IBM BlueMix documentation provides broad coverage of the platform’s many features. Instead of trying to address all these features at the same time, this post will take a layered approach starting with an absolute minimum number of features need to run a Hello World application written for Node.js on Bluemix. Minimum here means that taking away any of the parameters from the code will definitely break the deployment to BlueMix. The concluding section of this post will describe how to use Cloud Foundry manifest.yml file feature to reduce the amount of manual effort needed to deploy an application to Bluemix.
Verify your IBM BlueMix account
Make sure that you have a working IBM ID before you start trying out the application and the instructions in this post. You can learn how to create an IBM ID here. To verify that your IBM ID is working, visit IBM BlueMix https://ace.ng.bluemix.net/ and sign in with the IBM ID by using the Login button on the upper right.
Prepare the application source code
If you don’t have git installed or don’t want to use git, you can manually create a separate directory and then copy and paste the source code for main.js and package.json files described here. Otherwise, the git repository for this post is available via https://github.com/osipov/minimal-hello-world-node-js
main.js is the entry point into the application and has the instructions for the Node.js runtime to start a web server. Anyone familiar with Node.js will immediately recognize that this code snippet returns a “Hello World” message to any HTTP request sent to the web server running the code. There are two variables in the snippet that might be new to you if you haven’t worked with BlueMix or Cloud Foundry in the past. The code on line 1:
var port = (process.env.VCAP_APP_PORT || 8192); relies on process.env.VCAP_APP_PORT variable which is automatically initialized by the BlueMix environment to 80, a default port for HTTP traffic. Use of the || operator (logical or) on the same line ensures that if we run the main.js code on a local Node.js runtime (i.e. outside of the Bluemix environment), the port number will default to 8192 since VCAP_APP_PORT would be null. Line 2 uses similar logic to set the hostname of the application. Finally, an empty JSON object in the package.json file is needed for the Node.js runtime used on BlueMix. Regardless of whether you have cloned the git repository for the application or copied and pasted the source code from the snippets above, at this point you should have a directory containing main.js and package.json files.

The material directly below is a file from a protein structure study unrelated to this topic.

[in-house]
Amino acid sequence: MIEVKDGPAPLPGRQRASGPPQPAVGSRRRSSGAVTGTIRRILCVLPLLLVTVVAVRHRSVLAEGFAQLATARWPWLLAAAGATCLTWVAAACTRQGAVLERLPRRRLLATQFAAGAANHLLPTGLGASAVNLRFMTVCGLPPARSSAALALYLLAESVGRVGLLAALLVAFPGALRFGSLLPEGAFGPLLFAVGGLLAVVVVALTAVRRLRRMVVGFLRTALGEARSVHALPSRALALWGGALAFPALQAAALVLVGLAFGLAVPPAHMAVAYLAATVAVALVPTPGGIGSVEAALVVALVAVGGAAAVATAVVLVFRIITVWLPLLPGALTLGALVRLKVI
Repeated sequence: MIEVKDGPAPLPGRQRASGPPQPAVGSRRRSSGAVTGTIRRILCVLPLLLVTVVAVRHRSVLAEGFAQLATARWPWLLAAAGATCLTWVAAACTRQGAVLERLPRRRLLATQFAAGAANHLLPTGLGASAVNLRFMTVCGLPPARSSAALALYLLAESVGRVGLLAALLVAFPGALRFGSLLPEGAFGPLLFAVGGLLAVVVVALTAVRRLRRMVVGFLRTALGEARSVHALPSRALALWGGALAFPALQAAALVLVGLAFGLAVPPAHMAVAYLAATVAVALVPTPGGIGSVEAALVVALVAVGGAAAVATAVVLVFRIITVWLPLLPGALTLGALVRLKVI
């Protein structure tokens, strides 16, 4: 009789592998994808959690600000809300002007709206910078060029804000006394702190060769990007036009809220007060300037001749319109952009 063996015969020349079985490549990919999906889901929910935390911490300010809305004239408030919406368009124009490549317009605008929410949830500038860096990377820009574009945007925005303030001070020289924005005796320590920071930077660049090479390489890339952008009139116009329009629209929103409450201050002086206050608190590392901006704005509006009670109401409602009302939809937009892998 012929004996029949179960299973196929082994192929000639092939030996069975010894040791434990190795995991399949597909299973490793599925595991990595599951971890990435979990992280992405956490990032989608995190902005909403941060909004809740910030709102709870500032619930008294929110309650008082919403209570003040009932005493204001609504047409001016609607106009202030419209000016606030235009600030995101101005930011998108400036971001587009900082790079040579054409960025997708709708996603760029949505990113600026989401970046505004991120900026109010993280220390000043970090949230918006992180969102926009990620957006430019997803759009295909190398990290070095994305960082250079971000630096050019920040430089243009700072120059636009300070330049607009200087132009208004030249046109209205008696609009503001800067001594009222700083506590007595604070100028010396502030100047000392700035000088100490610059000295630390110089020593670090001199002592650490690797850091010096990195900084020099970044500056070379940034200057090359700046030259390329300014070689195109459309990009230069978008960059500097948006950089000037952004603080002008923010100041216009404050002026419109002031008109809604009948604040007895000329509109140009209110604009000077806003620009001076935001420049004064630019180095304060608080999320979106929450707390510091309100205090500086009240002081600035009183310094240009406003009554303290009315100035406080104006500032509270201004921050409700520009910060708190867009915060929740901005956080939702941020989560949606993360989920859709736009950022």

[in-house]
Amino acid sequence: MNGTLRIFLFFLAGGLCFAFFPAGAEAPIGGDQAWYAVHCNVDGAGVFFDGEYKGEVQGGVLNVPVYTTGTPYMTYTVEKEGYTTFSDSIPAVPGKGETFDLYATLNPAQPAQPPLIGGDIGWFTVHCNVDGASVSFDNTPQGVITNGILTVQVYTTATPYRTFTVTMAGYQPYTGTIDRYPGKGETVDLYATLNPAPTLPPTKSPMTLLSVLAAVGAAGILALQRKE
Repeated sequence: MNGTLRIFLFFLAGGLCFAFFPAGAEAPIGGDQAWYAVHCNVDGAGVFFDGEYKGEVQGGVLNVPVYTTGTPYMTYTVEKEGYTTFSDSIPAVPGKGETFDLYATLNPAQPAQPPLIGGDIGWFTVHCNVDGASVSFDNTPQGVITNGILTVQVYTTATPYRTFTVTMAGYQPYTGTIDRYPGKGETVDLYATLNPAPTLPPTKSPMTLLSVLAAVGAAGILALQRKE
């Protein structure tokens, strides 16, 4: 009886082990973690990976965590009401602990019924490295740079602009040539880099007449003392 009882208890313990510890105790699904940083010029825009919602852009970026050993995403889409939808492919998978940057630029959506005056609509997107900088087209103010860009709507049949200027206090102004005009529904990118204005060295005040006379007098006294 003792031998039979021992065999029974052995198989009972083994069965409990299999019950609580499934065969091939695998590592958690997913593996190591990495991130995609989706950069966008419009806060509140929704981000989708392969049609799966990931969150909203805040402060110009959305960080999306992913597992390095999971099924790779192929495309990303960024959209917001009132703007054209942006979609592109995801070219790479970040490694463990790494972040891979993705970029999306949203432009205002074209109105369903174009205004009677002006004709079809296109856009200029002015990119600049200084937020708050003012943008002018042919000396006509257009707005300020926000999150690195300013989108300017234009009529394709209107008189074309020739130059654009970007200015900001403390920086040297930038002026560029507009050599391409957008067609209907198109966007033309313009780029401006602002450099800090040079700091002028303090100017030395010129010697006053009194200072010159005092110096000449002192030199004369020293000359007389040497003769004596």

Deploy and run the application on BlueMix
Both BlueMix and Cloud Foundry rely on a Go based command line tool (called cf) to script common application management tasks. The getting started section of the BlueMix documentation provides references on how to install cf the Cloud Foundry command line tool. Once cf is installed, you can use it to connect to IBM Bluemix as the deployment platform and then login to BlueMix using your IBM ID (in line 1)
If the target and login commands completed successful you should be ready to deploy and run the application on BlueMix. Ensure that your working directory contains the application files main.js and package.json before running the cf push operation shown in the following snippet. Note that the -n argument specifies that hello-world-node-js-0123456789 should be used as the subdomain(hostname) for the application, -m tells BlueMix to allocate 128 megabytes of memory to the application, while the -c argument tells the Node.js runtime in BlueMix to run the code in the main.js file.
Once started, the cf tool will show you information about the progress of the deployment. If the deployment processes finishes correctly, you should see the “App started” message and your browser should show the Hello World message when visiting https://hello-world-node-js-0123456789.ng.bluemix.net An example of a push session is shown below. Note that parts with your <Your IBM ID> will be different for your session.
Since multiple BlueMix users may try to deploy an application to the same subdomain you may see the ‘host is taken’ error message (example below) during the deployment process. To work around this problem, simply change the subdomain to a different, unique value.
Simplify deployment with manifest.yml
A better alternative to having the deployment parameters in the command line is to create a Cloud Foundry manifest.yml file. As shown in following snippet the manifest file contains the values that can be specified during the push process. By convention the file starts with three dashes followed by YAML based markup. A detailed description of the manifest file specification is available from the Cloud Foundry website. The next time you will execute cf push, the cf tool will automatically use the contents of the manifest to deploy the application to Bluemix.